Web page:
THANKS BUT NO THANKS

     

    If you have been in fund development long enough, you may have found yourself in this situation:

    Early in the cultivation process for a capital gift, we joined a volunteer and prospective donor for a vision tour of a soon-to-be-renovated facility. While touring, the volunteer did a wonderful job of casting the vision of what might be. He balanced his comments between what they are building and why it matters. He asked great questions and listened intently to the replies.  

    At the conclusion of the tour, while sitting in the lobby, the donor prospect unexpectedly pulled out her checkbook. As this was our first introduction to her, we had not planned for this. In fact, we had not even asked for a gift. As the “go away gift” warning bells went off in my head our volunteer saved the day!

    With great respect and sincerity he placed his hand on her shoulder and said, “Please understand that today was not about your money, we are just getting to know each other.” Then, he masterfully set an expectation for the future by saying to her, “When the time is right, I am hopeful that you will invest in this project but, to be honest, I’m not sure you know enough about us to make a gift now and I’m very sure that we don’t know enough about you to know how much to ask for.”

    With a collective sign of relief, the checkbook was put away and the relationship building began.

    While every circumstance is different, we think there are many lessons to be learned from this real-life example.

    • In the case of a capital or major gift cultivation, make sure you’re clear on expectations with the prospective donor as part of your invitation. Paint a picture of both what you’ll be talking about and what you think success would look like.
      Example: “There are so many great things happening at our food pantry. I’d love for you to stop by on a distribution day so that you can see the great energy and spirit of the place, as well as the challenges we’re having with accommodating so many hungry people in our small space.”
    • Saying “no thank you” might not always be the best answer. If a donor is excited and moved to make a gift on the spot, you can thank them for their generosity and still build toward a greater gift in the future – a sort of “yes and” approach.
      Example: “Wow, thanks so much for this wonderful gift. I’m so glad you see the potential of our work with disadvantaged students. I hope we can continue the conversation. We have some exciting opportunities coming up for the new school year that I’d love to share with you when the time is right.”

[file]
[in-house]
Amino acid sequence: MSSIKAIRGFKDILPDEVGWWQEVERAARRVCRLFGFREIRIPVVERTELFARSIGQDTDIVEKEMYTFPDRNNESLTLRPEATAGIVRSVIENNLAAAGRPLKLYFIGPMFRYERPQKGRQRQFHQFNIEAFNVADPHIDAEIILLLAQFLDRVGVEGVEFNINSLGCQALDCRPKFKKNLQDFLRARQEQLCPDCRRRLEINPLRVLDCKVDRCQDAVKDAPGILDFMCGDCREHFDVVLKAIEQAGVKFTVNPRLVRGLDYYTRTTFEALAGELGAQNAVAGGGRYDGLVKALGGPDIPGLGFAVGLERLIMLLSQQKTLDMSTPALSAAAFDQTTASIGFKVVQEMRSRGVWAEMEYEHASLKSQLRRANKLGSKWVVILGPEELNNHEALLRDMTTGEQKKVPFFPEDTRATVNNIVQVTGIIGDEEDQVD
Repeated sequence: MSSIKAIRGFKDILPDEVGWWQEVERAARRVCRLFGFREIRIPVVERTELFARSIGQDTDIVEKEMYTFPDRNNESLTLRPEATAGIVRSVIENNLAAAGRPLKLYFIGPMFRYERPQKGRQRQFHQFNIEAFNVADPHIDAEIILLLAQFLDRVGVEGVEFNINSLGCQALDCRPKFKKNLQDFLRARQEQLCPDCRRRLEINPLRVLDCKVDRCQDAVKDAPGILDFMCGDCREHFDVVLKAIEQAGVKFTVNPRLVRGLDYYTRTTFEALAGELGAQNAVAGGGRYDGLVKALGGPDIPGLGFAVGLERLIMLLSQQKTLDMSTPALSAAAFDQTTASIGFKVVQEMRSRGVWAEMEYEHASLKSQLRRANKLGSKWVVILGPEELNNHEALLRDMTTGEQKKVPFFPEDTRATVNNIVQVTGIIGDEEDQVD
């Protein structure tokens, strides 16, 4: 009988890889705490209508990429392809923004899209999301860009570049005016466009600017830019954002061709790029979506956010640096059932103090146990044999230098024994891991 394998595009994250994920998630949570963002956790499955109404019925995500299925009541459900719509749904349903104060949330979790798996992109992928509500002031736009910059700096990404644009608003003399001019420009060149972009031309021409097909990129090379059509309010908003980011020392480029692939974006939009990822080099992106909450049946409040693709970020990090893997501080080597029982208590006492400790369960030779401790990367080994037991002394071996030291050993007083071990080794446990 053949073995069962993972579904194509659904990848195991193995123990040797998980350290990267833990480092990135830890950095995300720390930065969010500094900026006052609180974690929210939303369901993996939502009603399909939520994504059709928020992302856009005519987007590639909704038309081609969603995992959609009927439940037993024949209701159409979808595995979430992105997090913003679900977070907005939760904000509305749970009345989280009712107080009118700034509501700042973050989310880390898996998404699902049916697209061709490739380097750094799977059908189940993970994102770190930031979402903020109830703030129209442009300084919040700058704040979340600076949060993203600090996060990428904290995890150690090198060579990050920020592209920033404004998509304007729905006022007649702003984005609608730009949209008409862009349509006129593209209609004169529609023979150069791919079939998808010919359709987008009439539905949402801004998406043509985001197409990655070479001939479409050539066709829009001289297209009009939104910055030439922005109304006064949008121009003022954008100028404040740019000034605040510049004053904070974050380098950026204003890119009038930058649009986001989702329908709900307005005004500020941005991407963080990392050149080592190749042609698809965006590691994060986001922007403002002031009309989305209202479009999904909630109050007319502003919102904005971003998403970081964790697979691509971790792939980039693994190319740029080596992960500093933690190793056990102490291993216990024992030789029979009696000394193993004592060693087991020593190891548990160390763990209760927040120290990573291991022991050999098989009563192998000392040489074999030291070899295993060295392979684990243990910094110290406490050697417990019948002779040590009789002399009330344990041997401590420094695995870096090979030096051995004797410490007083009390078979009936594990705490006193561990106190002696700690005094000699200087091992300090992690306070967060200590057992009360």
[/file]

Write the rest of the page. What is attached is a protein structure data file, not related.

• Sometimes, it feels like such a chore to get that first meeting with a donor that you don’t want to miss the opportunity for a gift – ANY gift. But if you know that the gift you just received is much lower than that donor’s capacity, don’t despair. The donor’s understanding of and/or interest in your project simply isn’t very high at the moment. But that can be changed with time and diligent effort.
      Example: “Thank you so much for supporting our campaign to expand our church facility. As you know, this is an ambitious project, but as we set up overflow chairs, arrange for off-site parking, and hold Sunday School classes with 30 kids in rooms meant for 10, we know that our growing congregation is hungry to be together in community. You have helped to feed that hungry spirit, and we hope that you too are nourished as a member of our church family. We look forward to continuing our campaign and are encouraged by your early support.”

    Saying “no thank you” is a bold move – perhaps one that can only be delivered by a volunteer who is a peer of the donor. It is also a perfect illustration of our tried-and-true adage: where interest meets capacity is where you’ll find your gift. Take a pre-emptive “go away” gift as a sign that you have a lot of interest-raising left to do – and then get on with doing it!

    Posted by Jon Simons
    Jon Simons

    Written by Jon Simons

    In his role as Executive Vice President, Jon has oversight over product development and training for DBD. A sought-after speaker, Jon has helped dozens of organizations strengthen their ability to share their story and raise funds through his unique trainings.

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